BUFFALO, N.Y. (WKBW) — The 7 Eyewitness News I-Team first reported a racist incident involving a Buffalo fire rookie finding a stuffed monkey hanging in the kitchen at Engine 4 in South Buffalo last week.
Since then, the city has taken a series of steps to address what is being called a “culture issue” within the department.
“When the latest incident occurred we were like, this is bigger than we may have thought, and we have to address it,” said Buffalo Fire commissioner William Renaldo.
He met with community activists, at their request, Monday morning.
Buffalo Common Council member Rasheed Wyatt chairs the city’s civil service committee, and was at that meeting — “Actually, I was very happy with the conversation that took place.”
Wyatt says the series of incidents we reported dating back to the holidays last year are not the first he’s heard of issues within the department. In fact, our sources say the racism dates back decades.
“There were some incidents that some firefighters have said to me, ‘This is how it's been, and this is how it's (going to be)’, and I'm like ‘Well, if it's been that way, we have to correct it,” said Wyatt.
Wyatt tells our I-Team… the City, and Commissioner Renaldo, stepped up quickly to tackle this.
“Honestly I can say this is the first time I have seen (the city respond this way) and I've been civil service chair for a couple of years.”
Following Monday morning’s meeting, Renaldo sent his four division chiefs to scour every fire house in the district for racist or offensive imagery.
“I asked them to…take a look around just for anything obvious that would offend anyone, any reasonable person,” said Renaldo. “But, more importantly, to sit down with the officer and the crews to have a candid talk with them.”
Next, he entered into discussions about the possibility of creating a citizens advisory board for the fire department, similar to the one created for Buffalo police to strengthen relations between the community and department.
Renaldo tells us he realized conversations weren’t enough to solve the culture issue.
It’s why he decided to mandate diversity and inclusion training for the entire fire department.
The city’s chief diversity officer Shatorah Donovan says this is the first time the city has taken on an endeavor of this magnitude.
“This is the first time we've done this on such a grand scale — specifically for diversity and inclusion training within the city,” said Donovan. “We’re still assessing that and getting our plan together.”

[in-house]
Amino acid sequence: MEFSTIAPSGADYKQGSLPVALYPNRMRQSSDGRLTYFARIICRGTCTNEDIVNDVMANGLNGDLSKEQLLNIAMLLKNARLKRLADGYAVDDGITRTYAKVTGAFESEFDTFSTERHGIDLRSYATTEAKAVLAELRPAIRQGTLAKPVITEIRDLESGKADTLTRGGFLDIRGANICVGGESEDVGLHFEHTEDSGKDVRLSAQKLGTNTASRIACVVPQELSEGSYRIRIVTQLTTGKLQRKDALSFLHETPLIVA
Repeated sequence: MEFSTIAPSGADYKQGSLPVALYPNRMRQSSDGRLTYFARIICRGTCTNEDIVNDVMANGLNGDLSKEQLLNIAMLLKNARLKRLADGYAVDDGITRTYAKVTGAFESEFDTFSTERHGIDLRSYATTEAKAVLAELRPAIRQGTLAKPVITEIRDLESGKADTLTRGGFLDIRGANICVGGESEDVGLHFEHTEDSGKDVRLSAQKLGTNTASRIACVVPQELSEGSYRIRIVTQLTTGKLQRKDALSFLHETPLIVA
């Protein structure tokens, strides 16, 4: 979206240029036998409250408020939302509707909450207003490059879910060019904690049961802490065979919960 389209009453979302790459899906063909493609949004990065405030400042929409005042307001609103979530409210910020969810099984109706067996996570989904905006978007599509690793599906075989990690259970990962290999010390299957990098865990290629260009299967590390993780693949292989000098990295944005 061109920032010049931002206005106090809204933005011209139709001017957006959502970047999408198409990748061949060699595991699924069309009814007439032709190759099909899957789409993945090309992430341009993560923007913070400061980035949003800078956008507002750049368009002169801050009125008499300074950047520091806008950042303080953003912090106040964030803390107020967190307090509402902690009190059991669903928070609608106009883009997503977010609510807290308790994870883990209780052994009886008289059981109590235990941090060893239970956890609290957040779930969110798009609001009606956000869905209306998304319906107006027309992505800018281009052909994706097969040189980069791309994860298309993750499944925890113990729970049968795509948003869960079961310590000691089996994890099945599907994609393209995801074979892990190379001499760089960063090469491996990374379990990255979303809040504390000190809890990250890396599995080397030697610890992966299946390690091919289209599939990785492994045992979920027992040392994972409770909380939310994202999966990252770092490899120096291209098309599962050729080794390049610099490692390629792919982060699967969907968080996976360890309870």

Mayor Bryron Brown has worked extensively and strategically to diversity the public service fields in the city and Donovan says when that happens, growing pains are expected.
“The Department itself is continuously being diversified, so when you have all these cultures and backgrounds coming together we all bring our own perspectives to the table,” she said.
Donovan emphasized racism and prejudice, no matter what the reason, will not be tolerated in the City of Buffalo.
It will be rectified through the diversity training initiative being crafted out of the mayor’s office now.
“It could be miscommunication, or a misinterpretation, or it could just be an inappropriate interaction,” she said. “So, we have to learn what our boundaries are, how to communicate those, and what we are bringing to the table with us.”
“We can change that culture because that's what it's about -- a cultural change,” said Wyatt.
“At the end of the day I think the Commissioner is taking the lead, and seeing that some of these things are rectified. I think that's a positive thing.”
Renaldo emphasized this diversity training will not be a one-time thing.
“It has to be broader than that, there has to be a maintenance phase. It has to be a continuing talk, a broader look across the whole spectrum,” he said.
The city is already in the process of creating the program for fire employees — it has hired consultants and is assessing its resources within the diversity office to dispatch the program as quickly as possible.
We originally reported the Rookie from last week’s incident was not being moved from Engine 4.
Renaldo explained the decision saying, “(Originally we thought) it’s his first day on the job… his first 24 hour shift… this incident occurred and we're thinking let's let him get assimilated...get to know the crew...because there are 20 members over 4 shifts in that firehouse and we thought it might be a good idea to put their best food forward and try to get over that hurdle, so that was the initial thought.”
Today, our sources tell us that Rookie is likely to be moved to a different fire house in the coming days, at his request.
Those same sources tell our I-Team all parties involved are pleased with the commitments the city to acknowledge and address issues of racism within its ranks.
“It’s about integrity, about a level of trust, and the community needs to know we have people that are going to be responsive and transparent to addressing issues such as this,” said Councilman Wyatt. “Because Buffalo is changing and we have to change with it.”